When a d/p cell is used to measure the level in a steam drum, a reverse-acting transmitter is usually installed (Figure 6-3). An uninsulated condensing chamber is used to connect the high pressure (HP) side of the d/p cell to the vapor space on the top of the drum. The steam condenses in this chamber and fills the wet leg with ambient temperature water, while the low pressure (LP) side of the d/p cell detects the hydrostatic head of the boiling water inside the drum. The output of the d/p cell reflects the amount of water in the drum. Output rises as the mass of water in the drum drops (because the steaming rate and the associated swelling increase). It is for this reason that a reverse acting d/p cell is recommended for this application.
When the process fluid is liquid nitrogen (or some other cryogenic material), the tank is usually surrounded by a thermally insulated and evacuated cold box. Here, the low pressure (LP) side of a direct acting d/p cell is connected to the vapor space above the cryogenic liquid (Figure 6-4). As the liquid nitrogen approaches the HP side of the d/p cell (which is at ambient temperature outside the cold box), its temperature rises. When the temperature reaches the boiling point of nitrogen, it will boil and,
Many process fluids are aggressive or difficult to handle and it's best to
When the process fluid is a sludge, slurry, or a highly viscous polymer, and the goal is to detect the level at one point, the design shown in Figure 6-5A is commonly considered. The ultrasonic or optical signal source and receiver typically are separated by more than six inches so that the process fluid drains freely from the intervening space. After a high-level episode, an automatic washing spray is activated.
When the sludge or slurry level is detected continuously, one of the goals is to eliminate dead-ended cavities where the sludge might settle. In addition, all surfaces which are exposed to the process fluid should be covered with PFA. Figure 6-5B shows such an installation, employing PFA-coated extended diaphragms to minimize material buildup.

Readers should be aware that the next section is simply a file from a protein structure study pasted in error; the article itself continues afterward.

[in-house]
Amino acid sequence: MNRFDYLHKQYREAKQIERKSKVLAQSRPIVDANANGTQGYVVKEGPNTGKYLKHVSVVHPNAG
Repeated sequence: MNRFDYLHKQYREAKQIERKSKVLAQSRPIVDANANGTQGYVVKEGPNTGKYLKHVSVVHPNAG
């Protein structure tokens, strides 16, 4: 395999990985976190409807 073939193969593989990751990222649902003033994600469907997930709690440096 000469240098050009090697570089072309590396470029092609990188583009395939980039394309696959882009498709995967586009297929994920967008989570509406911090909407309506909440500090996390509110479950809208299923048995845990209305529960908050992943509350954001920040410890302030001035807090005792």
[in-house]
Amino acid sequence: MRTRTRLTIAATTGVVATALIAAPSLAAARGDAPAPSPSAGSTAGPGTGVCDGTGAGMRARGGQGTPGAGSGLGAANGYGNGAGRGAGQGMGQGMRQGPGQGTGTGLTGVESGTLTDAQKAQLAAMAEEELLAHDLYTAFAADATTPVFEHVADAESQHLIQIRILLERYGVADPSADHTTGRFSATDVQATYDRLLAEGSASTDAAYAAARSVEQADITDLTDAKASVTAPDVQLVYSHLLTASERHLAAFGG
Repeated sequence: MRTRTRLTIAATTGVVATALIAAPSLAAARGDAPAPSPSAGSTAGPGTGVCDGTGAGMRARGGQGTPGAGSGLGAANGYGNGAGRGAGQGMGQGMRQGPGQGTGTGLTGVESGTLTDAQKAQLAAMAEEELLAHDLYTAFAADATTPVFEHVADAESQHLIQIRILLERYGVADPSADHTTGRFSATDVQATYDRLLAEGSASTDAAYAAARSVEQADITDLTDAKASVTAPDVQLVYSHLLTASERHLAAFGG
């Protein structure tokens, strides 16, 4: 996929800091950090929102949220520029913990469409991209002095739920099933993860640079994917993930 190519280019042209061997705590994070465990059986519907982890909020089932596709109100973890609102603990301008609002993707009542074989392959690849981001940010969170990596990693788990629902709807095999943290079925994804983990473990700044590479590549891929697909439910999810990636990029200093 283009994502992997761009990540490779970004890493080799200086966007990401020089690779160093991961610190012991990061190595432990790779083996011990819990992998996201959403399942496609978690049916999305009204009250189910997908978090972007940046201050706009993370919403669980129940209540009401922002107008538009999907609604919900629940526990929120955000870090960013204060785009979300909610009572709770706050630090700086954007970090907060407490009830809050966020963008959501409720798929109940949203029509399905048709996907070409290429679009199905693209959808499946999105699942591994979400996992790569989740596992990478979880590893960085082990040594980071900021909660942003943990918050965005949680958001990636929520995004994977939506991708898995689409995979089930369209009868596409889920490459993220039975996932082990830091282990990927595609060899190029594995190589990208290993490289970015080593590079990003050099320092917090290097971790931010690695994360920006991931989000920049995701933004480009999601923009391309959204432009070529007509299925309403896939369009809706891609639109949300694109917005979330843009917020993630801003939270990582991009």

In strippers, where the goal is to drive off the solvent in the shortest period of time, one aims to keep the foam level below a maximum. In other processes, it is desirable to separately control both the liquid level beneath the foam and the thickness of the foam. In the paper industry, beta radiation detectors are used for such applications (Kraft processing), while other industries detect the degree of foaming indirectly (by measuring related variables, such as heat input or vapor flow), or they use capacitance, conductivity, tuning fork, optical, or thermal switches, all provided with automatic washers.
Measuring the level of molten glass or metals is another special application. The most expensive (but also most accurate) technique available is proximity capacitance-based level measurement, which can provide a resolution of 0.1 mm over a range of 6 in. Laser-based systems can provide even better resolution from distances up to 2 ft. If such high resolution is not required and cost is a concern, one can make a float out of refractory material and attach a linear variable differential transformer (LVDT), or make a bubbler tube out of refractory material and bubble argon or nitrogen through it.